I’m a fairly organized person. I don’t really have a lot of clutter. But what drew me to tidy up, using the KonMari method, was the promise of not having to reorganize. You see, no matter how much I tried, I still needed to reorganize my closet every 2 months. It starts off looking neat, but gradually, it turns into messy piles. Once one pile got compromised, the contagion started. The pile next to it got affected and then the next.
Having to keep reorganizing was my norm. I didn’t think there was a way to keep an organized closet for a long time, until I watched Tidying Up with Marie Kondo.
My Experience: The Closet
I had a late start, 8 PM. I emptied my closet, took every piece of clothing that I owned and piled them on the bed. One by one, I held each piece of item and felt if it sparked joy.
Using Joy as the metric for keeping an item changes everything!
Before, I automatically kept what I wore regularly and folded those first. Feeling for joy rather than asking myself if I would wear an item again, completely changed the way I organize. I started with a clean slate, regardless of whether or not I was still using a piece of clothing.
I was surprised that I actually gave away clothing that I was still wearing regularly. They were convenient, but I realized that they didn’t give me joy. The process of thanking each item of clothing that I decided to donate made it easier to part ways. Knowing that there was gratitude involved in the process of letting go, I found myself being more selective in what I kept. In fact, I went through my “to keep” pile a few times before putting items in the closet again.
I also spent less time trying on clothes. Throughout the process, I tried on one dress when I was indecisive. But that was it.
How To Fold
Previously, I folded my clothes flat and stacked them up. If I had to grab an item from the bottom, then the stack would overtime, collapse.
Using the KonMari way of folding allows me to grab any piece of clothing without having to reorganize. I can also recognize an item without unfolding it. I could see everything in my closet without having to pull anything out.
Organize by Item, Color, Fabric
The last thing I wanted to do as I was tidying was buy more stuff, such as boxes and baskets. I was surprised that I didn’t really need to buy additional materials for my closet. I used containers that I previously had and it worked perfectly.
I appreciate that Marie uses packaging boxes to organize in the show. In fact, she advices families to first finish organizing before buying drawers and organizational products so you can be completely sure of what you need.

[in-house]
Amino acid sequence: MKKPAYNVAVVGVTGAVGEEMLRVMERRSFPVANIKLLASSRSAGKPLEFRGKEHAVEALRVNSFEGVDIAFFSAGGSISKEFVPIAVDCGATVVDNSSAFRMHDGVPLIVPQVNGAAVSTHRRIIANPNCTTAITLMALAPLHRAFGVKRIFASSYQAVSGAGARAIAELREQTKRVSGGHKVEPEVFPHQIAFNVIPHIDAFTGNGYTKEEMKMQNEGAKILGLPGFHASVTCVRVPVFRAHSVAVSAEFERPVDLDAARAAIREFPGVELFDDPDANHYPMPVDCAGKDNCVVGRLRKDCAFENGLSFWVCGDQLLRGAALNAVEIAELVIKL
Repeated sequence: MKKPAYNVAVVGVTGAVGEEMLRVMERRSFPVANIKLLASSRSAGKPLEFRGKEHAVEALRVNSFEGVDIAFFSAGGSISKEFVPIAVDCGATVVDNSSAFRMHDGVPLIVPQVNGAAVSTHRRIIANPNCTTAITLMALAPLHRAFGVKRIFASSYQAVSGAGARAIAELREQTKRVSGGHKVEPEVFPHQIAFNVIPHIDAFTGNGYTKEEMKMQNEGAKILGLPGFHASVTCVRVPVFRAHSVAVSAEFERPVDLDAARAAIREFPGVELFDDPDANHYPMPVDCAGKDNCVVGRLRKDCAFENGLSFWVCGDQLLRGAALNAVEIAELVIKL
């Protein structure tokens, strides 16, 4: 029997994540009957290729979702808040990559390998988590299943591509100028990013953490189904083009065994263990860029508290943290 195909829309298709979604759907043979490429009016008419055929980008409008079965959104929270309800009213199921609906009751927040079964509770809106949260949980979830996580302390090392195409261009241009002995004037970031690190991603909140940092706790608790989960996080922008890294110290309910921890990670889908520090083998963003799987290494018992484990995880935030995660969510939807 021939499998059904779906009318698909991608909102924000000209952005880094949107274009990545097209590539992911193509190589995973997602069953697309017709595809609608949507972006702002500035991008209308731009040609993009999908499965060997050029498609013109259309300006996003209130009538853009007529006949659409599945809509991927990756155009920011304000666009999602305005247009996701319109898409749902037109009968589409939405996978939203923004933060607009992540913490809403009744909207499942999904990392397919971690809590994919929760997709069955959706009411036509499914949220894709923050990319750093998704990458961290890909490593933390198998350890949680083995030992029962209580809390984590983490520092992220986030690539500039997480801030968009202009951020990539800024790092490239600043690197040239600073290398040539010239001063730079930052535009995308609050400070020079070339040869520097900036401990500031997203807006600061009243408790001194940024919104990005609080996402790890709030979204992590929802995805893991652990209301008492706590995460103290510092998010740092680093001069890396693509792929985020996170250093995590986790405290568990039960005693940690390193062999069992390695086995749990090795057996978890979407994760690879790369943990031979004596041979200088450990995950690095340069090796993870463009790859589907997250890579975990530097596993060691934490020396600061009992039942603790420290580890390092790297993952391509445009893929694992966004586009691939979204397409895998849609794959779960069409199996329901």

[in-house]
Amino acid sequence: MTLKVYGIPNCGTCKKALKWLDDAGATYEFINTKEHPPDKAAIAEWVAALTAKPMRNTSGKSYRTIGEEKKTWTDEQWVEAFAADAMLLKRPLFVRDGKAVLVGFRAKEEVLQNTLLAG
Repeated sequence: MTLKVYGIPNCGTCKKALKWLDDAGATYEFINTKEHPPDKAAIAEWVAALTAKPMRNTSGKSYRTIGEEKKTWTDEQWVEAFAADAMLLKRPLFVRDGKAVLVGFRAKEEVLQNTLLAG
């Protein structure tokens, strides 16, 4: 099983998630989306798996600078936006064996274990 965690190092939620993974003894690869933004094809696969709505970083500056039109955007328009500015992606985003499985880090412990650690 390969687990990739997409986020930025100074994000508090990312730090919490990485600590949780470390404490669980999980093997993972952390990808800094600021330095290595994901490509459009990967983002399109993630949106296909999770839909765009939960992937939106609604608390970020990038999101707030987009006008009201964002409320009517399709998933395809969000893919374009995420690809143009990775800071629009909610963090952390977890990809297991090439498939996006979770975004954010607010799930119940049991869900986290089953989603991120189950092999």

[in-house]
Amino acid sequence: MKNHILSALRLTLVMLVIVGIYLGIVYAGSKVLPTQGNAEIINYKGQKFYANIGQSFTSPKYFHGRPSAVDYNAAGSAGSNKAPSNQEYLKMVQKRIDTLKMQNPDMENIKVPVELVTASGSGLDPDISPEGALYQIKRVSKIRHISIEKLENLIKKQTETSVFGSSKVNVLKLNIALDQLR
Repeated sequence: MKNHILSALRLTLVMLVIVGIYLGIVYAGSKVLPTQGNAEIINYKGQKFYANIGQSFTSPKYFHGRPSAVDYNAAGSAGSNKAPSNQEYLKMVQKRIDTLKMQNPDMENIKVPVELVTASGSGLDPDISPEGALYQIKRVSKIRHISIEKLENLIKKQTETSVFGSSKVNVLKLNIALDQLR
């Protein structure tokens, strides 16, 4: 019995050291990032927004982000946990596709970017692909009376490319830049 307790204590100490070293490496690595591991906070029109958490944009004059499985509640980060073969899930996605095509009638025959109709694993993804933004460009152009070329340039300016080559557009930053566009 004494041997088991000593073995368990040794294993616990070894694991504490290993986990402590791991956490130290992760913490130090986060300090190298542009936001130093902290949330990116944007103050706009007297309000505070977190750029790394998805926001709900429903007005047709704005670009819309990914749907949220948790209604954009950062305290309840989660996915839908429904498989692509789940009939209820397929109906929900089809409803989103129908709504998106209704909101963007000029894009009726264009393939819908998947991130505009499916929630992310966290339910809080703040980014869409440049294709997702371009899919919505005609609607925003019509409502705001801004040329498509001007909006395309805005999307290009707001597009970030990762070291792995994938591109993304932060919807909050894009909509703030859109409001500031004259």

To organize office and bathroom drawers, I ended up using boxes from Apple products, and they work perfectly!
The Last 5%
Looking back, organizing the last 5% of my stuff was where I would become lazy and just find a spot that was open. But the KonMari process forced my to think about each item and find a designated spot for it, that made sense to me.
Here’s an example. On the top shelf of my closet, I placed scarves in a zip bag that came with my pillow. It seemed out of place and it didn’t give me joy. So I used a basket I had instead. This really surprised me. I wanted every space in my closet to look neat. I wanted utility but I also wanted it to be pretty.
It took about 5 hours to finish organizing my closet. By the end of it, I didn’t think I could feel this much joy staring at a tidy closet.
When every piece of item has a specific place, it’s not only easy to find things, but you know exactly what you have.
Knowledge is power and it saves money! I didn’t think I had as much stuff as I did. Before organizing, I thought I needed a pair of yoga pants, but after, I was sure that I did not need any piece of clothing. I have more than enough.
I appreciate what I have more. Everything I own was curated with care and special to me.
I feel happy and inspired every time I look at my closet.
Tidying is a creative and personal process.
KonMari Method: Quick Guide*
More than tips to organize your stuff, the Marie Kondo method follows a life philosophy that translates to how we deal with our things. It’s a minimalist approach that centers on discovering what gives us joy. The process of organizing is not just a task that needs to be done, but morphs into an act of self-evaluation and reflection.
The Philosophy Breakdown
- Have a vision of your ideal life.
- Think of what you want to keep going forward to achieve your ideal life.
- Keep only items that spark joy.
- Everything should have a specific place.
- Respect your things.
- Gratitude: start by thanking your house for all the good it has brought you and your loved ones. Before donating or disregarding your stuff, thank it for the service and joy it has provided.
- Be understanding of the people you live with. Tidying is a personal journey and you might not understand why your partner or someone you live with decides to keep certain things, but you can’t force them or mock them to throw away stuff.
- Organize in this order: clothing, books, documents, komono (miscellaneous), and mementos/sentimental things.
- Remove everything and pile them up so you can see it all. For example, if you’re organizing your clothes and they are in different rooms or parts of the house, it is critical to take everything out. Don’t organize by room.
- Look at your piles and see how you feel looking at it.
- Take each item and feel if the item sparks joy when deciding what to keep. If you’re having a difficult time finding this feeling, start with items that you’re sure of, such as items that you know you love.
- Keep items upright or in a way where you can see everything when organizing.
- The end result should give you joy when you see it.
*I still recommend watching the show or reading the book if you have the time.